"Dow Theory" refers to a method for analyzing the stock market originally fleshed out by Charles Dow in a series of editorials all the way back in 1900. The theory has been further refined since then, but the basic tenets of Dow Theory form the foundation for much of the technical analysis conducted today.
In addition to valuable contributions on analyzing trends across multiple timeframes, volume analysis and early musings that preceded the Efficient Market Hypothesis by half a century, Dow Theory posits that both the Dow Jones Industrial Average and the lesser-followed Dow Jones Transportation Average must confirm one another. In other words, the fortunes of both the companies making products and the companies transporting those products tend to fluctuate together, and the trends in those performances can help determine the health of the stock market and economy as a whole.
Nowadays, plenty of disclaimers abound when it comes to Dow Theory. After all, certain companies in the DJIA aren't really industrial companies rely on manufacturing goods (see stocks like American Express, Disney, Goldman Sachs, JP Morgan, Travelers, United Health and Verizon, among others) and the definition of "transportation" has become similarly muddled (e.g. should companies that support cable / wireless infrastructure be included in the digital age?). Despite these potential flaws, Dow Theory remains a popular and effective way to determine the dominant trend in the U.S. stock market.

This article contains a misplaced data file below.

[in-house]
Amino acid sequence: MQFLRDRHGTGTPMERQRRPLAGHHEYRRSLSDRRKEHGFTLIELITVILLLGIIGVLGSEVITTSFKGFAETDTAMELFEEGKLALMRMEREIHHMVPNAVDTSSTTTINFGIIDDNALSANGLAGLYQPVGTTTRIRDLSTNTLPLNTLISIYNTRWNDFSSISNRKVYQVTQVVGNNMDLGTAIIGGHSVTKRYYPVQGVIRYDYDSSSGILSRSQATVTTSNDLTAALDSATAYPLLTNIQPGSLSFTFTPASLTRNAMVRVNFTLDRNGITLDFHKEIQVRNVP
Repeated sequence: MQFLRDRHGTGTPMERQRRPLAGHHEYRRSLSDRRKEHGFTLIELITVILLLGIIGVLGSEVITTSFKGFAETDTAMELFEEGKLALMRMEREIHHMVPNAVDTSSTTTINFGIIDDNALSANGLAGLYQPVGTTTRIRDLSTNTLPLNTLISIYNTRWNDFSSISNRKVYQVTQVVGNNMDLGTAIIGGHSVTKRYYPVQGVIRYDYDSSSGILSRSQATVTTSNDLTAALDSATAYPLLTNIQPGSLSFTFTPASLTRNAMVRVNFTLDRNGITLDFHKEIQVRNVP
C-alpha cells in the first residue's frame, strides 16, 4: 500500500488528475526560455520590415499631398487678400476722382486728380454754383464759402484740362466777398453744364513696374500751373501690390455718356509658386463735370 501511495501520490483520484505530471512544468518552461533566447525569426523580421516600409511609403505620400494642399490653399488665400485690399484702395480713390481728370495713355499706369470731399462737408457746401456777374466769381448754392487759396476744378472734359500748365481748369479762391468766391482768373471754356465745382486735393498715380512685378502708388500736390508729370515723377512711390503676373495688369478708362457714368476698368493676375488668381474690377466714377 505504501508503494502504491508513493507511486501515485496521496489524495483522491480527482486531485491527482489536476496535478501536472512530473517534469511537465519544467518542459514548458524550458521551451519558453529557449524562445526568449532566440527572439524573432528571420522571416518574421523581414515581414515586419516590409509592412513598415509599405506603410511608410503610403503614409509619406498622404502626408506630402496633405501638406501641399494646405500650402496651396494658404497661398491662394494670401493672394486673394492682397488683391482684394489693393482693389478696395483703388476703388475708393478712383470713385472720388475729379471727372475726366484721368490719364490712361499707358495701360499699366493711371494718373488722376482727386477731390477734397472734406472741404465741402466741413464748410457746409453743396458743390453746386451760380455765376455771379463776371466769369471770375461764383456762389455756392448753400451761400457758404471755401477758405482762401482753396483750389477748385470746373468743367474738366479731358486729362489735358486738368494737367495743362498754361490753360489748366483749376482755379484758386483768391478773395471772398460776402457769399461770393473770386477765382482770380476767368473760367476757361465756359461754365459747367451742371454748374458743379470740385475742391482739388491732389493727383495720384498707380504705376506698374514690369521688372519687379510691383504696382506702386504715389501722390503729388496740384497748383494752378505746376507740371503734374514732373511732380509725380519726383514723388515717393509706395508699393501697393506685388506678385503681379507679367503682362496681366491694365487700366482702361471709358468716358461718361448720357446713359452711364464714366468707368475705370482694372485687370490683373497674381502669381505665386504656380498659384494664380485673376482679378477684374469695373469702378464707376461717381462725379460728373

The reason we're mentioning all of this is because of the recent price action in the DJTA recently (re)confirmed the long-term uptrend in stocks. As the chart below shows, the DJTA closed last week at an all-time record high near 9700, eclipsing the February high in the 9600 area. Take a look at the chart below.
Source: Faraday Research
This move confirms June's record closing high in the Dow Jones Industrial Average.
With U.S. equity markets seemingly undergoing a potential sector rotation away from strength in the "FAAMG" technology stocks, the transportation sector appears to be one of the industries picking up the slack (see "Sector Showcase: "Tech wreck" gives other sectors a chance to pick up the slack" for more).
For traders who prefer to zero in on specific stocks, the largest holdings in the biggest transportation sector ETF (IYT) are FedEx (FDX), Norfolk Southern (NSC), United Parcel Service (UPS), Union Pacific (UNP) and Alaska Air (ALK).